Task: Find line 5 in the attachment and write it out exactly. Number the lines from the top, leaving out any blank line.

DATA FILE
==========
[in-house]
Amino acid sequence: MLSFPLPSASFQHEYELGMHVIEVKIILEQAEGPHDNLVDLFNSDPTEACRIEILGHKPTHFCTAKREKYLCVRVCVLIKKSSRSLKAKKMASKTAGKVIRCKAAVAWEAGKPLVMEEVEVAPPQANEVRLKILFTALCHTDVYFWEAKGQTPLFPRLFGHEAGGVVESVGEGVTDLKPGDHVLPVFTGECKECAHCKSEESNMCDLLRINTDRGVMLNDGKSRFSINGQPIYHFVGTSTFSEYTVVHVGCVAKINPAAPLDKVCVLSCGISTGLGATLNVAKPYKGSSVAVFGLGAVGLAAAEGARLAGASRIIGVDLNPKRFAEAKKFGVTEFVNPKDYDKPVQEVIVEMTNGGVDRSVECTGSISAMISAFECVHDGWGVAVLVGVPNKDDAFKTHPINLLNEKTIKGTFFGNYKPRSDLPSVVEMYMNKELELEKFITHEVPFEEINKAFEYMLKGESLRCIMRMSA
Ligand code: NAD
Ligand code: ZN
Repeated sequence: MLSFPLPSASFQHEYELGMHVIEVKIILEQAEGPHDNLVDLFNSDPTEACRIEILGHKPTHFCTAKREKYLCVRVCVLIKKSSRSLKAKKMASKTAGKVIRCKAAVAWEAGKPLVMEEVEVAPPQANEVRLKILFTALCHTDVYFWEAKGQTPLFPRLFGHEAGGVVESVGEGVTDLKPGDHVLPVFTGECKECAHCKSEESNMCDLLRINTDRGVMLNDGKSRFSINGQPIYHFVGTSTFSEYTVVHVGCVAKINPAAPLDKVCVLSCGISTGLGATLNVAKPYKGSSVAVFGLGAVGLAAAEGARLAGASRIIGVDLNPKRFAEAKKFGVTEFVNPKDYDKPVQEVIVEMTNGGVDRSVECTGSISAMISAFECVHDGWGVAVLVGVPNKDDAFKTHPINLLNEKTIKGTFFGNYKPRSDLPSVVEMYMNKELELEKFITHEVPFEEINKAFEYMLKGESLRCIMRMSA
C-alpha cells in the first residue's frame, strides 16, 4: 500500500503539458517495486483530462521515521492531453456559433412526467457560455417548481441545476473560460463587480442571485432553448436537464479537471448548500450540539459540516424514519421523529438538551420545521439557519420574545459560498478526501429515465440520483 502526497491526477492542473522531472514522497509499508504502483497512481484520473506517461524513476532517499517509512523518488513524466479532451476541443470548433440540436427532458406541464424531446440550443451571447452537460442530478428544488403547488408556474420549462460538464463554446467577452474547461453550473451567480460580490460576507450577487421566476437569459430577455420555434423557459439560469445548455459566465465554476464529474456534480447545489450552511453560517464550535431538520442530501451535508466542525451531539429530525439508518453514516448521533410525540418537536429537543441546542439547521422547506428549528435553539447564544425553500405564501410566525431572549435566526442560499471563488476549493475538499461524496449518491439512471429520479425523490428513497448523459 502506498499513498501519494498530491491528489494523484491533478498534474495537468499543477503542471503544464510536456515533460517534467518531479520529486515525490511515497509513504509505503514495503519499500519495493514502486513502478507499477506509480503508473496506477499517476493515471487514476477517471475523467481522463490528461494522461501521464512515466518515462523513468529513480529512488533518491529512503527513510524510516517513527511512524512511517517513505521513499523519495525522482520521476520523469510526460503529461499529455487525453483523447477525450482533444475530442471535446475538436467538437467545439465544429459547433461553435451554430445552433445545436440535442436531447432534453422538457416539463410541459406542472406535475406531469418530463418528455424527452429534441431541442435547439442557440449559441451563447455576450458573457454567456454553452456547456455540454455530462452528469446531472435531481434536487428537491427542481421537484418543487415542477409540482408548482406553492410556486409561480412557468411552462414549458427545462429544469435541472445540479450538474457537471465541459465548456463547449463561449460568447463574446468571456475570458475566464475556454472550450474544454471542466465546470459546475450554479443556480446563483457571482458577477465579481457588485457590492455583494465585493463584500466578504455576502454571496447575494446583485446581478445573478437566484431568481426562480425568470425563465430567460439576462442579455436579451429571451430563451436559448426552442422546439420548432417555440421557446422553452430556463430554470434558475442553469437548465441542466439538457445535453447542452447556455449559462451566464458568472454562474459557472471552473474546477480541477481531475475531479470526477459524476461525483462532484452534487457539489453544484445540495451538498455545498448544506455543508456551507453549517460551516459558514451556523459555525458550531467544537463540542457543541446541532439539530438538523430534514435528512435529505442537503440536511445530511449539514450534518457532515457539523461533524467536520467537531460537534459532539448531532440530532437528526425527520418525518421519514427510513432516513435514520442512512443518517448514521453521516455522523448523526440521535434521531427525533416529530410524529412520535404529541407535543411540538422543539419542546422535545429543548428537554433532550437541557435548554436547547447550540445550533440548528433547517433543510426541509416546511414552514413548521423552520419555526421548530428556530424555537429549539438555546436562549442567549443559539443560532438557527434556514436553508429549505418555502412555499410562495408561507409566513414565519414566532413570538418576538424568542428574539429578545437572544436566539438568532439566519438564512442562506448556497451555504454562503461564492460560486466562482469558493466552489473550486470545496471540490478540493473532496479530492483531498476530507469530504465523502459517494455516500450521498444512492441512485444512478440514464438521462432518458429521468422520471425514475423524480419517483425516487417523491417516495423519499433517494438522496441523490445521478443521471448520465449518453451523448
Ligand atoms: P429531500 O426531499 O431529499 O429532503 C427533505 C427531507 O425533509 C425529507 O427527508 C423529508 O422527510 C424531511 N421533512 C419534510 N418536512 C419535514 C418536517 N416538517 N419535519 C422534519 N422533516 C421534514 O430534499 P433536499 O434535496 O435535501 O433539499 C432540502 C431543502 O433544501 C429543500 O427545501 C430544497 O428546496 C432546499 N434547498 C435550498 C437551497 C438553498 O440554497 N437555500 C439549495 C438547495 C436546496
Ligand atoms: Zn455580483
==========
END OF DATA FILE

Repeated sequence: MLSFPLPSASFQHEYELGMHVIEVKIILEQAEGPHDNLVDLFNSDPTEACRIEILGHKPTHFCTAKREKYLCVRVCVLIKKSSRSLKAKKMASKTAGKVIRCKAAVAWEAGKPLVMEEVEVAPPQANEVRLKILFTALCHTDVYFWEAKGQTPLFPRLFGHEAGGVVESVGEGVTDLKPGDHVLPVFTGECKECAHCKSEESNMCDLLRINTDRGVMLNDGKSRFSINGQPIYHFVGTSTFSEYTVVHVGCVAKINPAAPLDKVCVLSCGISTGLGATLNVAKPYKGSSVAVFGLGAVGLAAAEGARLAGASRIIGVDLNPKRFAEAKKFGVTEFVNPKDYDKPVQEVIVEMTNGGVDRSVECTGSISAMISAFECVHDGWGVAVLVGVPNKDDAFKTHPINLLNEKTIKGTFFGNYKPRSDLPSVVEMYMNKELELEKFITHEVPFEEINKAFEYMLKGESLRCIMRMSA